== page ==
Cucumbers are the mild-mannered second cousin of the vegetable world, like someone we exchange a few words with at family reunions but never really get to know. They’re pleasant enough but not exactly riveting
Well, cucumbers are tired of blending into the crowd, taking a back seat to the other vegetables who get starring roles in things like Stuffed Peppers, Cauliflower Pizza or Zoodles Alfredo. Cucumis sativus wants you to know that it is more than a mere salad ingredient, a pretty garnish or a remedy for your puffy eyes.
Cucumbers were first cultivated in India 2,000 or 3,000 years B.C. and were likely introduced to Europe via the Romans (the Emperor Tiberius, who reigned from A.D. 14 to A.D. 37, is reputed to have been a cuke fan). France has enjoyed cucumbers since the ninth century but it wasn’t until the 14th century that cucumbers came to England, where the cucumber sandwich was no doubt invented posthaste. Poor North America didn’t see its first cukes until the mid-1500s. We couldn’t figure out what the heck to do with them so we made pickles. Now, however, we understand that cucumbers are best used to scare cats. (If you want to waste an afternoon, just type “cats and cucumbers” into your internet search bar.)
I feel compelled to mention that in “The Wide Window,” the third book in Lemony Snicket’s tridecology “A Series of Unfortunate Events,” the young protagonists are forced to eat their Aunt Josephine’s cold cucumber soup, which they heartily dislike. Snicket does the cucumber a grave disservice by portraying it so negatively. Cucumbers are fragrant, flavorful and contain most of the daily allowance of vitamins recommended by the U.S. Food and Nutrition Board. They’re 96 percent water and quite hydrating, plus the cuke’s phytochemicals will kill your bad-breath bacteria. Furthermore, slices of cucumber can reputedly clean a mirror, polish stainless steel and allegedly help remove crayon marks from walls. Maybe Aunt Josephine knew a thing or two, eh? Too bad she was eaten by leeches, who probably benefitted from all the cucumbers in her system.
It’s interesting to note that we prefer cucumbers before they’re entirely ripe in the botanical sense, before the seeds inside the cucumbers have completely developed. A fully mature cucumber is yellow and bitter, thick-skinned with large, hard seeds. Perhaps cucumbers are relegated to condiments and side dishes because we like them best in this raw, tender condition, when they smell so refreshing and taste so — for lack of a better word — green. Pop a slice of cucumber in your mouth and you may even be able to detect a note of melon, the cuke’s close relative. Cucumbers can be cooked, but, like melons, heating them up gives them a somewhat mushy, gelatinous consistency and diminishes rather than enhances their flavor. This recipe for cucumber gazpacho puts cucumbers front and center while keeping them in their vine-fresh state, if thoroughly pureed.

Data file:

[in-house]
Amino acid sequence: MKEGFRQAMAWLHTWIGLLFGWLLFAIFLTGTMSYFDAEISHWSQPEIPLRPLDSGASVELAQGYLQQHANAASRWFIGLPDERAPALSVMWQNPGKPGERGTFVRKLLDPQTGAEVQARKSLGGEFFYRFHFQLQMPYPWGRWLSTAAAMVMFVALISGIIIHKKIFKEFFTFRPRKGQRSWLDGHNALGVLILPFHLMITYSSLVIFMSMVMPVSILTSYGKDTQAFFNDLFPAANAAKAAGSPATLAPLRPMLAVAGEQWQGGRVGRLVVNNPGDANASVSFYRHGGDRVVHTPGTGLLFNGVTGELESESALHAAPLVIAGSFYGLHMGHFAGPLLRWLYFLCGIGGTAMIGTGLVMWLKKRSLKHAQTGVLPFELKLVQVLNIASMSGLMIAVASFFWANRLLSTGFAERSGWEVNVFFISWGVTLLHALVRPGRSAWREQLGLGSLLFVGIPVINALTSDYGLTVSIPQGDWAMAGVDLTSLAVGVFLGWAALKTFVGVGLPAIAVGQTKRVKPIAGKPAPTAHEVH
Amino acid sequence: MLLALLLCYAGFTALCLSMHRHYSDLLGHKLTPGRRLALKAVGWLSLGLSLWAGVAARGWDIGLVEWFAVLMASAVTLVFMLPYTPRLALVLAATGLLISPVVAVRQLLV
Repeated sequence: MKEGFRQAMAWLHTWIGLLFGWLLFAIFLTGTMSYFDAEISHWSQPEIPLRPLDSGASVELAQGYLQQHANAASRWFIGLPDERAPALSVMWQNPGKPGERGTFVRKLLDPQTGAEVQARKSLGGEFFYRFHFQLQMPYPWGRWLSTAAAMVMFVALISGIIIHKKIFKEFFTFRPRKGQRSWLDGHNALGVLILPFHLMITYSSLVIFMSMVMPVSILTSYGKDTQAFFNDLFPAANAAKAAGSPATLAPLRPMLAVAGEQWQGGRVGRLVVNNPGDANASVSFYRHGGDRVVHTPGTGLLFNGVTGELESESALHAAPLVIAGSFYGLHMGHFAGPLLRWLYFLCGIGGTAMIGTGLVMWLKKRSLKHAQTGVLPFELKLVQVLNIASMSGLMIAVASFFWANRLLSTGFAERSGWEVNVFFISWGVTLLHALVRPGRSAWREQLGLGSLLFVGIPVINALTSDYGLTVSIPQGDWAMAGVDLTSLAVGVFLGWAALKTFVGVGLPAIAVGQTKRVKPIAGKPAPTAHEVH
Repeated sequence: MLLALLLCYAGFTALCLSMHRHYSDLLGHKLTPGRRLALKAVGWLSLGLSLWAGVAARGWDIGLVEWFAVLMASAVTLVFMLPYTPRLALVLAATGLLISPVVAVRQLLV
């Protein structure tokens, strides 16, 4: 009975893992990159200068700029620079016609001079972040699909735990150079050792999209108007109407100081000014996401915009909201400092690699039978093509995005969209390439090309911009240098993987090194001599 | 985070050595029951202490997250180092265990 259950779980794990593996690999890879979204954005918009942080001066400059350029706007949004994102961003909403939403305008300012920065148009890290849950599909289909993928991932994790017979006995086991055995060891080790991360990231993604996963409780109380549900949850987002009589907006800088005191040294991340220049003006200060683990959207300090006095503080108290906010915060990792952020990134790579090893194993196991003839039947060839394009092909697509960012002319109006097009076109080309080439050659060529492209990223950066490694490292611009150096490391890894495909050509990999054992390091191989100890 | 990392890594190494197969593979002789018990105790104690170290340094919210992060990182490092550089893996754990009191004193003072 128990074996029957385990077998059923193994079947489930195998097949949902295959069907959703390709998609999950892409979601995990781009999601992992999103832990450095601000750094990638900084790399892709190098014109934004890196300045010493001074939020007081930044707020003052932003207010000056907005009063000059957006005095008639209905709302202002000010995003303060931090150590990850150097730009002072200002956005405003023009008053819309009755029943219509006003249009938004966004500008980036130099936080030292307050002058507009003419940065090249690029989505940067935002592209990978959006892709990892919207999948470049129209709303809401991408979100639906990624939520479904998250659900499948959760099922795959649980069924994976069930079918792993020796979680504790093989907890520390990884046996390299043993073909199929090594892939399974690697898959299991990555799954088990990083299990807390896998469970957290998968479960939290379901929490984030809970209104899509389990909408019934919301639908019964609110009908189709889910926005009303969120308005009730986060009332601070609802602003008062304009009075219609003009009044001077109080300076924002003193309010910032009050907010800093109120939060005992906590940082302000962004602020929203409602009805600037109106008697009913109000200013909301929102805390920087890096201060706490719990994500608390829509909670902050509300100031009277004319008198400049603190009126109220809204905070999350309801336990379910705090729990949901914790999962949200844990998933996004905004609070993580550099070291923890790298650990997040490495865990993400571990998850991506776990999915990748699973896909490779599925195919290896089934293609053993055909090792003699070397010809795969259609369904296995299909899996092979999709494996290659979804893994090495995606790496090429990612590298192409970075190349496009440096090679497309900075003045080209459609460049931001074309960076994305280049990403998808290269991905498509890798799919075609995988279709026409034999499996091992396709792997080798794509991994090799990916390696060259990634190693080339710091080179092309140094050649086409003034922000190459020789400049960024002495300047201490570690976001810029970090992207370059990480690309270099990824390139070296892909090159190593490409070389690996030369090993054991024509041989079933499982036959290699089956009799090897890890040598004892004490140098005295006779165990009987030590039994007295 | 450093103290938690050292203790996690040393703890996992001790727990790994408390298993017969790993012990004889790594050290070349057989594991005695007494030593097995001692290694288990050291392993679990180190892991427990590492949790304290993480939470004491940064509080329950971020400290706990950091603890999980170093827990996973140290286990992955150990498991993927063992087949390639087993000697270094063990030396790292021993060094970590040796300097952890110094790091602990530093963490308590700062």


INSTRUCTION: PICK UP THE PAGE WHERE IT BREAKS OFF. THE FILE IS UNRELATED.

If you’re using thin-skinned, plastic-wrapped English cucumbers, you can peel them and remove their seeds or not, depending on your persnicketiness. A skinned and seeded cuke will produce a slightly smoother texture. I prefer to eat the skins and seeds on the assumption that it’s more nutritious, which is probably balderdash but I cling to my illusions. If you’ve got those cute little Persian cucumbers, their skin is paper-thin and their seeds are so tiny you won’t notice them in the soup, so you can use them whole. If, however, you’re using the hefty Pole cucumbers sold year-round in grocery stores, you’ll want to peel them because the thick skin is often waxed to make them more attractive. (Are unwaxed cukes really so offensive to our finely tuned standards of vegetal beauty? Why would we turn away in disgust from an unwaxed cucumber yet get extremely excited about, say, a monster truck rally? These are pressing questions that cut right to the heart of human experience.)
Dice enough white onion to fill 1/2 cup and cut up a whole green bell pepper. (I do advocate removing pepper seeds. They’re perfectly edible but bitter.) Slice a ripe medium Hass avocado in half, remove the pit and scoop out the meat. Put cucumbers, onion and avocado in a blender or food processor with 1 generously packed cup of baby spinach leaves, ¹/3 cup each fresh cilantro and fresh basil and ¼ cup fresh dill. Throw in a minced clove of garlic, 2-3 tablespoons olive oil, the juice of one whole lemon (about 3 tablespoons) and 1 teaspoon salt. Blend everything on high with 1 cup water for several minutes or until very smooth. Taste for saltiness and add more lemon juice, cilantro or dill as you like.
Chill the soup for one or two hours before serving for maximum refreshment. Serve it as a first course or make it a meal with crusty buttered bread or a grilled tomato sandwich. Garnish with a slice or two of cucumber and a sprig of dill, a dash of lemon pepper or a swirl of cream.
2 medium English or Pole cucumbers (or 16-ounce container Persian cucumbers)
1/3 cup diced white onion
1 green bell pepper, seeded and diced
1 minced clove garlic
1 avocado, peeled and pitted
1 packed cup of fresh baby spinach
1/3 cup each fresh cilantro and basil
1/4 cup fresh dill
2-3 tablespoons olive oil
Juice of 1 fresh lemon (about 3 tablespoons)
1 teaspoon salt or to taste
1 cup water
Peel and seed cucumbers if using waxed Pole variety. If using English cucumbers, peel or seed depending on preference. Persian cucumbers can be used whole. Add all ingredients to blender or food processor and blend on high until very smooth. Taste and add salt or lemon juice depending on preference. Chill for one or two hours before serving. Garnish with herbs or cream.